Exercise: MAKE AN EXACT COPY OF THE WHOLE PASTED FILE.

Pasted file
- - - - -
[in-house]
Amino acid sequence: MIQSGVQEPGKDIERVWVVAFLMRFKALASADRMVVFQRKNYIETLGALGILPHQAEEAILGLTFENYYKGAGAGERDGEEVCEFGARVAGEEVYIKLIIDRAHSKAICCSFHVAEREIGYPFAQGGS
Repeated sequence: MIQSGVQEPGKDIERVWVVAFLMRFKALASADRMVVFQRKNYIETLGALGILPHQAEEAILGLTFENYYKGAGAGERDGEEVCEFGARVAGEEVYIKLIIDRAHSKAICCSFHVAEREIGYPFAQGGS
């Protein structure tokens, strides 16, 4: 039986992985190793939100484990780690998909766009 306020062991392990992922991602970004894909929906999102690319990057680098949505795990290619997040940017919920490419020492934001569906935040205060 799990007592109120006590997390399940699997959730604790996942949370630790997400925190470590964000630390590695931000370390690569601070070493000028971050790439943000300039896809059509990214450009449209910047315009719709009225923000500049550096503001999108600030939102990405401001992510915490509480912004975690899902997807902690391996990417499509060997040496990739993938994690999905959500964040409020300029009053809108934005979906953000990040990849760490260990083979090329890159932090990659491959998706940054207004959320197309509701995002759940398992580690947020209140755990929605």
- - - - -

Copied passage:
[in-house]
Amino acid sequence: MIQSGVQEPGKDIERVWVVAFLMRFKALASADRMVVFQRKNYIETLGALGILPHQAEEAILGLTFENYYKGAGAGERDGEEVCEFGARVAGEEVYIKLIIDRAHSKAICCSFHVAEREIGYPFAQGGS
Repeated sequence: MIQSGVQEPGKDIERVWVVAFLMRFKALASADRMVVFQRKNYIETLGALGILPHQAEEAILGLTFENYYKGAGAGERDGEEVCEFGARVAGEEVYIKLIIDRAHSKAICCSFHVAEREIGYPFAQGGS
């Protein structure tokens, strides 16, 4: 039986992985190793939100484990780690998909766009 306020062991392990992922991602970004894909929906999102690319990057680098949505795990290619997040940017919920490419020492934001569906935040205060 799990007592109120006590997390399940699997959730604790996942949370630790997400925190470590964000630390590695931000370390690569601070070493000028971050790439943000300039896809059509990214450009449209910047315009719709009225923000500049550096503001999108600030939102990405401001992510915490509480912004975690899902997807902690391996990417499509060997040496990739993938994690999905959500964040409020300029009053809108934005979906953000990040990849760490260990083979090329890159932090990659491959998706940054207004959320197309509701995002759940398992580690947020209140755990929605």